• "It was the same blokes at the Embassy tonight, the larrikins in suits, the quiet movers with brandy on their breath and Brylcreem in their hair. The ones with vagrant hands, the ones with bad teeth, broken noses, feet like snowshoes, bellies like baskets."
    Cloudstreet by Tim Winton, p 278 of the Graywolf Press hardcover edition

    April 3, 2010

  • cheeky bugger

    July 10, 2009

  • Aha, so Lewis Carroll was right in having Bill say 'arrum'.

    January 21, 2009

  • Standard pronunciation of such names as "Cork" and "Larkin" (the labour leader) reveals no tendency for Irish speakers of English to insert an extraneous vowel between the 'r' and 'k' sounds.

    In contrast, it's quite common to hear how "warrum" the weather is, or that no "harrum" will come of having another drink.

    January 21, 2009

  • Oh yes, but that's all merely plausibles. Demolishing the implausible is more fun.

    January 21, 2009

  • Read on, our sleuth eventually turned up a stronger possibility for the origin.

    January 21, 2009

  • In the obviously apocryphal story quoted below, the term 'trilled r' probably only means 'pronounced r', i.e. the normal Irish pronunciation [ˈlarkɪn] as against the England/Australia pronunciation [ˈlaːkɪn]. But could it have been a true trill or roll? Irish English is known to have had this value in the late eighteenth century; perhaps some 'broad' speakers still retained it in the 1860s.

    The inserted vowel between the /rk/ is again likely to be an exaggeration by the hearer reporting it, since in their accent /r/ couldn't occur without a following vowel. It's true that Irish Gaelic and Irish English do insert [ə] between certain consonants, as in the names 'Colm', 'Fir Bolg' and the word 'film', but I don't know that /rk/ would do that, especially as it can be syllabified /lar.kɪn/.

    January 21, 2009

  • "Well, where does this Ozword come from? E.E. Morris in 1898 (Austral English: A Dictionary of Australian Words, Phrases, and Usage)records a folk etymology which, he says, was believed by ‘99 persons out of 100’ at the end of the nineteenth century:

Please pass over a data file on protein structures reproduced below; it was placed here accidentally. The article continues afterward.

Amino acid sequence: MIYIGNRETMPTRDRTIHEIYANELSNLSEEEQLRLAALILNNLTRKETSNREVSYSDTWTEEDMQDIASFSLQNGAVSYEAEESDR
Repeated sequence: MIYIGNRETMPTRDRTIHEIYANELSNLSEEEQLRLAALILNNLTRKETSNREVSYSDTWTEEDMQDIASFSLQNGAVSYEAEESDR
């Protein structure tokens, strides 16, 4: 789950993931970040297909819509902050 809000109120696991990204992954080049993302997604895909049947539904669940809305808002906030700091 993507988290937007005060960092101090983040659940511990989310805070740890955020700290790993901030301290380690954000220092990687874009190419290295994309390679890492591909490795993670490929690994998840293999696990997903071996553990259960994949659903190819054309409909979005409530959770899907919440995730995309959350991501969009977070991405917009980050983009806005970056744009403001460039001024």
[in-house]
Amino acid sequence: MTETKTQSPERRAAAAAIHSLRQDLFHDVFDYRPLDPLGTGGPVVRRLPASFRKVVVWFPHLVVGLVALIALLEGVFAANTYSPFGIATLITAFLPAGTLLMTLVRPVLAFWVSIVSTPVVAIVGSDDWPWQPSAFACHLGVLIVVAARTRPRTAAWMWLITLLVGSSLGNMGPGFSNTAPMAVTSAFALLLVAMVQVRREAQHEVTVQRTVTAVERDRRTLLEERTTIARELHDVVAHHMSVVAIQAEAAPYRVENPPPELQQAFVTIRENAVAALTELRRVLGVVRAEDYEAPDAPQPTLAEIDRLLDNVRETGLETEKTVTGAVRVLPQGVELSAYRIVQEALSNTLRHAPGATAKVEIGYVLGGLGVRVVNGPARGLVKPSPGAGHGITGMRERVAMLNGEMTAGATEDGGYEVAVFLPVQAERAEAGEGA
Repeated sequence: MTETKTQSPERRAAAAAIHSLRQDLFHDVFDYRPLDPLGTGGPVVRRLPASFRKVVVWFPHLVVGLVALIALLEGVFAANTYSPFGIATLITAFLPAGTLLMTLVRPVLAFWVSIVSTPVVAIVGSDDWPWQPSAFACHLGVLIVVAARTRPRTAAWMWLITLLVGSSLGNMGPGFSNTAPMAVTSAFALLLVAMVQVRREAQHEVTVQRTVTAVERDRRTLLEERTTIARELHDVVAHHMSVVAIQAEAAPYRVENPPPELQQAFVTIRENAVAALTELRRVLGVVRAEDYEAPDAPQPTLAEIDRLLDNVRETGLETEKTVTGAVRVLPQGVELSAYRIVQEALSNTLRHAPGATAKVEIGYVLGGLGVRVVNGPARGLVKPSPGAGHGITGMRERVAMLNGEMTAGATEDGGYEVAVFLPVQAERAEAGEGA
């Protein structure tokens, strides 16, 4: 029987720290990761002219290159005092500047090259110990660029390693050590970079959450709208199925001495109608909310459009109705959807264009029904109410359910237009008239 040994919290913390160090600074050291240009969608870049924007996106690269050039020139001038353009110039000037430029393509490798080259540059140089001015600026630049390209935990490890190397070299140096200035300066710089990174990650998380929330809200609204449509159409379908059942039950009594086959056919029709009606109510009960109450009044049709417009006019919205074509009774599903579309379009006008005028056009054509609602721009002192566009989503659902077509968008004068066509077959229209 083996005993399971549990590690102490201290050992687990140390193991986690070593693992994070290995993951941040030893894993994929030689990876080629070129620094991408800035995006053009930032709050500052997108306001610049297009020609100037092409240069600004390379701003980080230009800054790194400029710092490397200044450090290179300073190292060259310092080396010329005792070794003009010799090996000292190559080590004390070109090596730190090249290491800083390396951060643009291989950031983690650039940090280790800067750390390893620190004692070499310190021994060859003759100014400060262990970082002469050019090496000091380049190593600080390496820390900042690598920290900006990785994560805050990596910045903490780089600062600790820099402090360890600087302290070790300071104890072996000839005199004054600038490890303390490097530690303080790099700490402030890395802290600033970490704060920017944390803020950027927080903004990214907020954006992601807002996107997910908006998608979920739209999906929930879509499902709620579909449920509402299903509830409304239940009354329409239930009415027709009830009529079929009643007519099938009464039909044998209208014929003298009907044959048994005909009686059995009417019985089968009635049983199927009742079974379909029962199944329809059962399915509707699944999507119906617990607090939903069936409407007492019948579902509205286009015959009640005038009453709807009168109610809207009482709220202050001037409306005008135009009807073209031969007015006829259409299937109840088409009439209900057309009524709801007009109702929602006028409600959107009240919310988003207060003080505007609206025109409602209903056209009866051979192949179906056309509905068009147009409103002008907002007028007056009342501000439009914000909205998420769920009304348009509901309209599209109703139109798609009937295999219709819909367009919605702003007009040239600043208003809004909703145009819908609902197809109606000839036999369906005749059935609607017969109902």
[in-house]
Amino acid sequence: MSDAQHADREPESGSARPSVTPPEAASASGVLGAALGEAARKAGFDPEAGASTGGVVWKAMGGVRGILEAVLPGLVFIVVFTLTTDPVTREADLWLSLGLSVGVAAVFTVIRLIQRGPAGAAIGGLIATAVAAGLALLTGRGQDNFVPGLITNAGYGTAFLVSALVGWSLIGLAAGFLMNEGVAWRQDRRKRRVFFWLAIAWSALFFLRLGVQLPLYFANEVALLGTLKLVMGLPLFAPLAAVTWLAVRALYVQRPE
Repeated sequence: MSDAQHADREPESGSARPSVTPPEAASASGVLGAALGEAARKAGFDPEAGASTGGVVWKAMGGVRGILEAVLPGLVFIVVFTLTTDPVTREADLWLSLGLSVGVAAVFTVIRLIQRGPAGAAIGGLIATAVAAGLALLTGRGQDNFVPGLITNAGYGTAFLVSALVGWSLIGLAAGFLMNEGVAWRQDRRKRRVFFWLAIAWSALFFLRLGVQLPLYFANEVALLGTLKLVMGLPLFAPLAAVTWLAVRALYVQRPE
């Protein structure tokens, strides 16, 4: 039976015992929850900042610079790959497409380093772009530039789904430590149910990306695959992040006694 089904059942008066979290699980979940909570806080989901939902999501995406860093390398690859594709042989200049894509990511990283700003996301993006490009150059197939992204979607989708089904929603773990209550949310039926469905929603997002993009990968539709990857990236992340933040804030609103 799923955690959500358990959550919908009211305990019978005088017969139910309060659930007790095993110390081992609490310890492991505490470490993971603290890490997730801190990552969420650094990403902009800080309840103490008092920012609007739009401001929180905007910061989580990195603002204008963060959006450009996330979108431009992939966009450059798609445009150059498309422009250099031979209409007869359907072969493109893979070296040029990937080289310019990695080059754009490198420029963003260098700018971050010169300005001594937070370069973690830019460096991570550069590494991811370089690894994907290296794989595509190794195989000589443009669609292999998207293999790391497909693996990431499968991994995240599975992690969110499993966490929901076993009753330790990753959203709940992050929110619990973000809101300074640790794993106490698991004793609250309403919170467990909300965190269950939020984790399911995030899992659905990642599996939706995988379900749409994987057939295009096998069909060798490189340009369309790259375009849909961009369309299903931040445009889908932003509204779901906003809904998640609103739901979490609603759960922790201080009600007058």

It is a phonetic spelling of the broad Irish pronunciation, with a trilled r,of the word larking.The story goes that a certain Sergeant Dalton, about the year 1869, charged a youthful prisoner at the Melbourne Police Court with being ‘a-larrr-akin’ about the streets’. The Police Magistrate, Mr. Sturt, did not quite catch the word—‘A what, Sergeant?’—‘Larrikin’, your Worchup’. The police court reporter used the word the next day in the paper, and it stuck.
    Morris adds: ‘This story ... unfortunately ... lacks confirmation; for the record of the incident cannot be discovered, after long search in files by many people. Mr. Skeat’s warning must be remembered—"As a rule, derivations which require a story to be told turn out to be false".’ By the bye, W.W. Skeat (1835-1912) was an English lexicographer and philologist."

    The meandering etymology continues here.

    January 21, 2009

  • Australian slang. Sorry Seanahan, can't say when it came about.

    July 16, 2008

  • Hoodlum, rowdy.

    May 12, 2008

  • Origin Unknown, NOOOOOOOO! I really want to know where this comes from.

    October 28, 2007

  • Ha! Great word! It doesn't sound at all like what it means.

    October 28, 2007